By Edward Field
When he got up that morning everything was different:
He enjoyed the bright spring day
But he did not realize it exactly, he just enjoyed it.
And walking down the street to the railroad station
Past magnolia trees with dying flowers like old socks
It was a long time since he had breathed so simply.
Tears filled his eyes and it felt good
But he held them back
Because men didn't walk around crying in that town.
Waiting on the platform at the station
The fear came over him of something terrible about to happen:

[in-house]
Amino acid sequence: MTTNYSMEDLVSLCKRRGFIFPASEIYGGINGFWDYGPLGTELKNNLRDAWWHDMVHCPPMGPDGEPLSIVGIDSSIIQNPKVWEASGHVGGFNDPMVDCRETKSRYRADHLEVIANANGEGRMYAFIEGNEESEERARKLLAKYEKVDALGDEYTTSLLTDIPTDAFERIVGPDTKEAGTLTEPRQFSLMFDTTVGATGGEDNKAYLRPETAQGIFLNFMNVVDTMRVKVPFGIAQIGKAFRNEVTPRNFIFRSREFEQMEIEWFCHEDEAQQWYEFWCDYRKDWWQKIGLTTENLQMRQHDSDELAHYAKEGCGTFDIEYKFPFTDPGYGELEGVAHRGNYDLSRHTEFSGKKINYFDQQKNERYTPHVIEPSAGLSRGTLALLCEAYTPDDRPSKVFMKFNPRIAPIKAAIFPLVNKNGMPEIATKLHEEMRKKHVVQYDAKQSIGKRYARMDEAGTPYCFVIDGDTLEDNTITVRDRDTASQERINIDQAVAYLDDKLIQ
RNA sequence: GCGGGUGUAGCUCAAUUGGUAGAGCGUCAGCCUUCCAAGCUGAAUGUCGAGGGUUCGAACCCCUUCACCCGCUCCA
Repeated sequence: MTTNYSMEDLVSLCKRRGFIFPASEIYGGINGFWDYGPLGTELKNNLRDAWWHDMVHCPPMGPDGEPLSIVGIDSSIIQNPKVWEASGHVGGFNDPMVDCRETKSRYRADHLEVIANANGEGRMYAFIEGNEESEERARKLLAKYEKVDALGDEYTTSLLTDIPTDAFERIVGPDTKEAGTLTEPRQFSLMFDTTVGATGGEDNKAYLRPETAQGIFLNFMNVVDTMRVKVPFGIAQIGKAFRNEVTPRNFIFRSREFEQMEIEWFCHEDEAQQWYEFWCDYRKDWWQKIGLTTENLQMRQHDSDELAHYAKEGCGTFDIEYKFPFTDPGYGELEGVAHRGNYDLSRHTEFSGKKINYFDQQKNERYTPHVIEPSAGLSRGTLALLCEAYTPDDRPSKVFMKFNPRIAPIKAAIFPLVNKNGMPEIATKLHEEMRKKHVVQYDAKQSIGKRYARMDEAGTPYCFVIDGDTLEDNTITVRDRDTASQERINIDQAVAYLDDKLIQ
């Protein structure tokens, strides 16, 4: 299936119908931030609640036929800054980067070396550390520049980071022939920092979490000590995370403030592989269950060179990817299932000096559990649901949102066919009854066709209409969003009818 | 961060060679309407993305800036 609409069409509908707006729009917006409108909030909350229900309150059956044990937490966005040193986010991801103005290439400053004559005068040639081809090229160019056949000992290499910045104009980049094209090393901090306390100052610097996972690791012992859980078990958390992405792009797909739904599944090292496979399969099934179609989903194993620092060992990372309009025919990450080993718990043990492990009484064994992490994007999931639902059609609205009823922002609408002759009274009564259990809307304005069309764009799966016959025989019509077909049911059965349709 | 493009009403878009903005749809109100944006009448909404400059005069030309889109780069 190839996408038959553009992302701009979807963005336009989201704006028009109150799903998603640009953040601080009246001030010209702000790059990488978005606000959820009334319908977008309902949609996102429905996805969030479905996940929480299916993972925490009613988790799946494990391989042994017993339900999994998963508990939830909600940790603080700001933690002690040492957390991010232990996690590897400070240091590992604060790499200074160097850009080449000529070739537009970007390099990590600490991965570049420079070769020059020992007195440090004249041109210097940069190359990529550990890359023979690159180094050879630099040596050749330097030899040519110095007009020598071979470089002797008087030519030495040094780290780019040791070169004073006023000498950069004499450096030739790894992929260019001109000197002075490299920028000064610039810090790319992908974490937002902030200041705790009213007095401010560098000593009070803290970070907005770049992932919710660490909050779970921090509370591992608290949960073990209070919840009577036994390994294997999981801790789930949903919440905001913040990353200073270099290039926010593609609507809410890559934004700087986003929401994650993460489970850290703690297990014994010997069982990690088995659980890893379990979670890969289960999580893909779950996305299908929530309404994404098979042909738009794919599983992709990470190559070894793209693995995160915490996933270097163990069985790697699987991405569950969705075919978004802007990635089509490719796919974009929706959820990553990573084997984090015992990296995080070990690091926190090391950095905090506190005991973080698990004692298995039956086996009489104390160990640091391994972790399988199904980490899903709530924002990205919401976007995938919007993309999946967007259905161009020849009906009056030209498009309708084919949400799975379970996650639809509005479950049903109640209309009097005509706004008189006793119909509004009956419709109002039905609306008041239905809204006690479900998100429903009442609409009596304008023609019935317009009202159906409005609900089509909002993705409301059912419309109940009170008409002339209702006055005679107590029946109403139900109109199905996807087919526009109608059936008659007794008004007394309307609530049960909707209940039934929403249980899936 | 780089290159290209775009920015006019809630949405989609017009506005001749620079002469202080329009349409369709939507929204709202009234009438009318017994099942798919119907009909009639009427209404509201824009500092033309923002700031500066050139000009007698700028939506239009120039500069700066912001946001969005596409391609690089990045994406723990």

The train was late and he recited the alphabet to keep hold.
And in its time it came screeching in
And as it went on making its usual stops,
People coming and going, telephone poles passing,
He hid his head behind a newspaper
No longer able to hold back the sobs, and willed his eyes
To follow the rational weavings of the seat fabric.
He didn't do anything violent as he had imagined.
He cried for a long time, but when he finally quieted down
A place in him that had been closed like a fist was open,
And at the end of the ride he stood up and got off that train:
And through the streets and in all the places he lived in later on
He walked, himself at last, a man among men,
With such radiance that everyone looked up and wondered.